By RUTH BAYANG, Northwest Asian Weekly
BELLEVUE, Wash. — Bellevue College announced on March 2 that it fired its president, Dr. Jerry Weber, and vice president of advancement, Dr. Gayle Barge, following the recent outrage over an altered mural of the Japanese American incarceration.
Saying an apology is not enough, but that decisive action is needed, the Board of Directors announced the appointment of Dr. Kristen Jones as acting president of the college.
“The recent defacement of the ‘Never Again Is Now’ art installation along with the response to this deplorable act has deeply impacted students, staff, and faculty,” said Board Chair Richard Fukutaki. “It has damaged the credibility of the college locally, regionally, and nationally. But beyond that, it was just fundamentally wrong, and we needed to act decisively.”
Barge directed someone to “white out” part of an artist description that accompanied a mural depicting two Japanese American children in a World War II California incarceration camp.
Prior to the announcement of the firings, Bellevue College professor Leslie Lum told The Northwest Asian Weekly, “The fact that Asians at the college were not consulted or even told about the action rendered us all invisible.”
The 11-foot mural, created by Seattle artist Erin Shigaki, was installed last month as the school commemorated the Day of Remembrance, which recognizes the anniversary of the day President Franklin Roosevelt legalized the imprisonment of Japanese Americans.
The erased sentence referenced the connection between Japanese immigrants and Bellevue.
“After decades of anti-Japanese agitation, led by Eastside businessman Miller Freeman and others, the mass incarceration of Japanese Americans included the 60 families (300 individuals) who farmed Bellevue.”
Miller Freeman is the father of Kemper Freeman, who built the original Bellevue Square, and grandfather of Kemper Freeman, Jr. the founder of Kemper Development Co., which owns and manages the Bellevue Collection.
Lum said, “Miller Freeman waged campaigns to drive Japanese Americans out of our country over decades. We wanted our students to learn this history and how it applied to the current situation of families in ICE detention centers.”
In a statement, Shigaki wrote, “Like my family, the Freemans have also lived in the Seattle area for generations. However, instead of suffering the trauma of incarceration, they appear to have benefitted from it. Bellevue Square, the Freemans’ central holding, is built on the very land Japanese Americans were stripped of in 1942.”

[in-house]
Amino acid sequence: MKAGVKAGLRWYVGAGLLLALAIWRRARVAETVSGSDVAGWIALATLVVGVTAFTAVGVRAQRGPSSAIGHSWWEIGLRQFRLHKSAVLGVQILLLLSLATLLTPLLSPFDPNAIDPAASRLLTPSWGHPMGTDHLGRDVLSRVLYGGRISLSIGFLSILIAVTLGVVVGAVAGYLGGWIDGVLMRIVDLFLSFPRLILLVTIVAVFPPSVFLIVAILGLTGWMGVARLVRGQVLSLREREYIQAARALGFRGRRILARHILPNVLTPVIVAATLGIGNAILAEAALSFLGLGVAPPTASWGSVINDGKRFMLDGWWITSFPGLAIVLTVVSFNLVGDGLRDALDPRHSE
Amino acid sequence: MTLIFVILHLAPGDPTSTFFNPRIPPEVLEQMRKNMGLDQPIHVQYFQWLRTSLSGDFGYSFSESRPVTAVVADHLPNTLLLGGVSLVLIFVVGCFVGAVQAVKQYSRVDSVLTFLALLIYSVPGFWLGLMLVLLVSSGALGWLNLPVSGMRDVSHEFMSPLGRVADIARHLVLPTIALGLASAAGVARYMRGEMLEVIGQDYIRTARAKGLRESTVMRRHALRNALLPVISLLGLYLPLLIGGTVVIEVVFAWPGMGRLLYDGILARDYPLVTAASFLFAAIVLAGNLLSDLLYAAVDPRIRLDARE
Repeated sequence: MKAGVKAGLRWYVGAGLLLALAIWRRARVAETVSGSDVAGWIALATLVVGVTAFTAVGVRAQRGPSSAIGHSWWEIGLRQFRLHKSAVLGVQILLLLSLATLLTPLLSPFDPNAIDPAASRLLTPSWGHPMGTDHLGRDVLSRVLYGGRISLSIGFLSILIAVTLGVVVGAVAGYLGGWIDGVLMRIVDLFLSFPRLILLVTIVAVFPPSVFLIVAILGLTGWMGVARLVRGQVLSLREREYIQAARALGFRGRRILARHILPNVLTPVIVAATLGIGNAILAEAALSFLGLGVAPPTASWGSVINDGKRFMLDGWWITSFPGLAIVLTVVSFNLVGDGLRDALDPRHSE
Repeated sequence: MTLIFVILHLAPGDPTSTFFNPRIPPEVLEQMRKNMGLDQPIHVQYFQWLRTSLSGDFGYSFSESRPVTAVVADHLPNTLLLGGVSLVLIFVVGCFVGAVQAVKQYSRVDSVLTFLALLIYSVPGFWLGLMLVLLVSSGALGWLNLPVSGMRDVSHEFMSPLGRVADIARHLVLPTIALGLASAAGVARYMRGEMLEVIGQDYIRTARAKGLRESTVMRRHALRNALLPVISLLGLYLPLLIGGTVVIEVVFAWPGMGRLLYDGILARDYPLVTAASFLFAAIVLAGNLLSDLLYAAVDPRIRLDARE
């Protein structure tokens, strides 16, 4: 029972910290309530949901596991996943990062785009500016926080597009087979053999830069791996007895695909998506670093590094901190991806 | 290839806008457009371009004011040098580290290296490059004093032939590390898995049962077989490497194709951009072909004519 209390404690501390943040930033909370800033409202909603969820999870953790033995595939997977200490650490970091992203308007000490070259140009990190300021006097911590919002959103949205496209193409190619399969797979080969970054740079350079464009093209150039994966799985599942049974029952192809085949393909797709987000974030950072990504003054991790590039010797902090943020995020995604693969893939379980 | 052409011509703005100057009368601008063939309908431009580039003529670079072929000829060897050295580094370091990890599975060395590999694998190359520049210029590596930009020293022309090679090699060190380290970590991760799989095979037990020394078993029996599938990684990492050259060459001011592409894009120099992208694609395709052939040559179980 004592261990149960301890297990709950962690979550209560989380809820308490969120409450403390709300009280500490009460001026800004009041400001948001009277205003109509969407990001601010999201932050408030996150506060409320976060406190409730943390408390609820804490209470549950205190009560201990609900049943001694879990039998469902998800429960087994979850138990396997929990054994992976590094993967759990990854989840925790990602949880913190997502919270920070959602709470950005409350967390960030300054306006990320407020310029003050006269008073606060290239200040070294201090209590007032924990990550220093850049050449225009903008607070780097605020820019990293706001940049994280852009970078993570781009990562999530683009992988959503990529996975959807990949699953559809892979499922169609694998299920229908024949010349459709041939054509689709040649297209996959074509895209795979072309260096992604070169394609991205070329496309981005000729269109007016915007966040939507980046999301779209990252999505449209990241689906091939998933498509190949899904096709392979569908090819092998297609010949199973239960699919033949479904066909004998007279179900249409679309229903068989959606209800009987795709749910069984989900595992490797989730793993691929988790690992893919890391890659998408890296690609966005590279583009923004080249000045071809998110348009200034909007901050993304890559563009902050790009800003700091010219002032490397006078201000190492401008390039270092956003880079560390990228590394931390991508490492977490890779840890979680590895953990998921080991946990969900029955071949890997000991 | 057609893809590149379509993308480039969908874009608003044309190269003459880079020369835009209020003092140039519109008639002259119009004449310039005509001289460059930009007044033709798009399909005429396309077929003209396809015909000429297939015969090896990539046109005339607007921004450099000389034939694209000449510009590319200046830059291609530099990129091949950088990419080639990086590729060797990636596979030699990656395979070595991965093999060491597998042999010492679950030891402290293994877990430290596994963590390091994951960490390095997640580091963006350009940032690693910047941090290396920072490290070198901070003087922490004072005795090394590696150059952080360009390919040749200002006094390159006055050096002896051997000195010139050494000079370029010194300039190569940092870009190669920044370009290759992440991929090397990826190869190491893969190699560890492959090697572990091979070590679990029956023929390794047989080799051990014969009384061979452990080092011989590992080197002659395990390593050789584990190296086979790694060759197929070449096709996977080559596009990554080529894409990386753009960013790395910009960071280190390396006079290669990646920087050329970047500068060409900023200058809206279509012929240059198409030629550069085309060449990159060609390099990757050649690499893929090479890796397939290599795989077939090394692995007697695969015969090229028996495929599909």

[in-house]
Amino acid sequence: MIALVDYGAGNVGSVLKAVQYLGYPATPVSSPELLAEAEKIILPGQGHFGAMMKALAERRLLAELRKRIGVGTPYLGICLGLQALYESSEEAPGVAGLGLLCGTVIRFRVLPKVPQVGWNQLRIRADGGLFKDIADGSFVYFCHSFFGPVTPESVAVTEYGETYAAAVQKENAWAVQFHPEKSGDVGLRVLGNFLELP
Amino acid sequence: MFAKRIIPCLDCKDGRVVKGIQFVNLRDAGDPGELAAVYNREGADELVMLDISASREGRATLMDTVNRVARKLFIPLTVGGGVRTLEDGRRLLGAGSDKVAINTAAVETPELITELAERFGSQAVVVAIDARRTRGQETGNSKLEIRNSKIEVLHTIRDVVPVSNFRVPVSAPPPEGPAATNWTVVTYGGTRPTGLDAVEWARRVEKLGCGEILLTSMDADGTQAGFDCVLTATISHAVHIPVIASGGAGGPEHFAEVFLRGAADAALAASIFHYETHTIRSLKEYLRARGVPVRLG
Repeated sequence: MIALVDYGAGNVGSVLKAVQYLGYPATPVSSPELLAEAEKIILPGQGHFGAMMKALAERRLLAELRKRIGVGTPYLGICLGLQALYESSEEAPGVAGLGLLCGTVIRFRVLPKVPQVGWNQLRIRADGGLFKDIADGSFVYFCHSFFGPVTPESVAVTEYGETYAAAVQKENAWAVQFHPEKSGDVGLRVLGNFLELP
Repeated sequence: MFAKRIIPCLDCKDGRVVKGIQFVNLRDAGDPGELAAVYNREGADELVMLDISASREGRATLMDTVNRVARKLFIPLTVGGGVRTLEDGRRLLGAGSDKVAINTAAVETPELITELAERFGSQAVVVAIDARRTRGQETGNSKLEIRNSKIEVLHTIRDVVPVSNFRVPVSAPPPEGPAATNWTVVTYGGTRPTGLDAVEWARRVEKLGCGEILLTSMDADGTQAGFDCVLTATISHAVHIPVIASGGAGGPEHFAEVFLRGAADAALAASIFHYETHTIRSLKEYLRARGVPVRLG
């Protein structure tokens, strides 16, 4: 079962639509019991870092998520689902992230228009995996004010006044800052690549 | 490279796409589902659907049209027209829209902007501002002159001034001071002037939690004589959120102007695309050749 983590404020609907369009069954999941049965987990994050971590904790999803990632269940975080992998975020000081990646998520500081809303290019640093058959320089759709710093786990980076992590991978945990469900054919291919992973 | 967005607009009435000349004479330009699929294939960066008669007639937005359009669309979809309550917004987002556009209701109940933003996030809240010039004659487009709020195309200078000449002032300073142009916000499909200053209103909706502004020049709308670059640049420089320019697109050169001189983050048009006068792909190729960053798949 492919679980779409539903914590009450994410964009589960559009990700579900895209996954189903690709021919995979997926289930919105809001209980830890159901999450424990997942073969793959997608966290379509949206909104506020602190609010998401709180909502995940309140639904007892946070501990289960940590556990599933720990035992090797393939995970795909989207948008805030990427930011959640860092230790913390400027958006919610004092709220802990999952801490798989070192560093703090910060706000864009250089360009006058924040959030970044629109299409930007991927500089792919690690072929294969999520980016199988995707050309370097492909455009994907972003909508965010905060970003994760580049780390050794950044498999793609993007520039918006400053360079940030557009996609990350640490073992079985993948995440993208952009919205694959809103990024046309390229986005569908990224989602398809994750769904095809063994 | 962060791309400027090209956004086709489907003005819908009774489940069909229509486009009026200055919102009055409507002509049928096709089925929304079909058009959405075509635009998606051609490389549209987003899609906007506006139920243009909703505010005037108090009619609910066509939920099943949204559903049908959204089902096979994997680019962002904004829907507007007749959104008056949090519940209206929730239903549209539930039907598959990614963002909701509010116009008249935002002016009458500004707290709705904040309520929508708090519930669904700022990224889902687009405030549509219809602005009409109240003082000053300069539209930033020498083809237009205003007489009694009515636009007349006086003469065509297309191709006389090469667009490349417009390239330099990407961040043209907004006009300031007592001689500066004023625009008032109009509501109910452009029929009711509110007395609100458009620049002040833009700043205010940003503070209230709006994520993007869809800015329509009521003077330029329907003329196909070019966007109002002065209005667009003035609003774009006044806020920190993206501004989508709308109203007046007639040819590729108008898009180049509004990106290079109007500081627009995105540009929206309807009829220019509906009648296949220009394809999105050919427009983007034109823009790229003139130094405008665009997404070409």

She goes on to say that the Freeman family are major donors to Bellevue College.
Ren Avancena, Bellevue College student and an aspiring artist, said, “The mural defacement left me demoralized as an Asian American artist. I felt hurt by the fact that someone, who I would consider an ally for colored communities, would do such a thing.”
In a statement, the Seattle Chapter of the Japanese American Citizens League (JACL) called the defacement “tantamount to agreement with the hate speech of decades past” and that it shows “a severe lack of respect for the efforts of Erin and AAPI faculty, staff, and students to raise awareness. It epitomizes yet another way that AAPI people are made to ‘disappear.’”
“As an artist, I felt frightened,” said Avancena. “I have just begun finding my voice through art. Even before, I was able to plan my first piece dedicated to Asian America, this happened. I started to think, ‘Would the same thing happen to me if I continue along this path?’”
Barge was originally placed on paid administrative leave, and Bellevue College apologized. Then the community pushed for more.
“We do not believe that this addresses the deeper problem, i.e. a lack of commitment to equity, diversity, and inclusion on the Bellevue College campus,” said Seattle JACL President Stanley Shikuma.
Lum agreed, calling incidents like these the tip of the iceberg.
“They signal deeper problems in the institution. If it wasn’t this administrator, it would have been another, so focusing on one person will not solve the problem. Asian faculty, staff, and students encounter instances where their identity, voices, and history are denied every day. These incidents have continued over five presidents. The job of cleaning up the mess should not fall on people of color as it always does.”
Jones, who has been with Bellevue College for two years and was serving as provost for academic and student affairs, agreed to assume the role of acting president immediately.
“We know that these weeks have been difficult,” said Jones. “We know that you have been hurt. We promise that we will do a better job of listening and more importantly – ACTING on what we’ve heard in order to honor the diversity of our community.”
Shigaki said, “I am grateful for Bellevue College’s Asian Pacific Islander (API) faculty, students and their allies for standing up and forcing the college administration to act… the college has pledged to provide more equity training and education about the incarceration and related histories. I am eager to see them follow through on those promises.”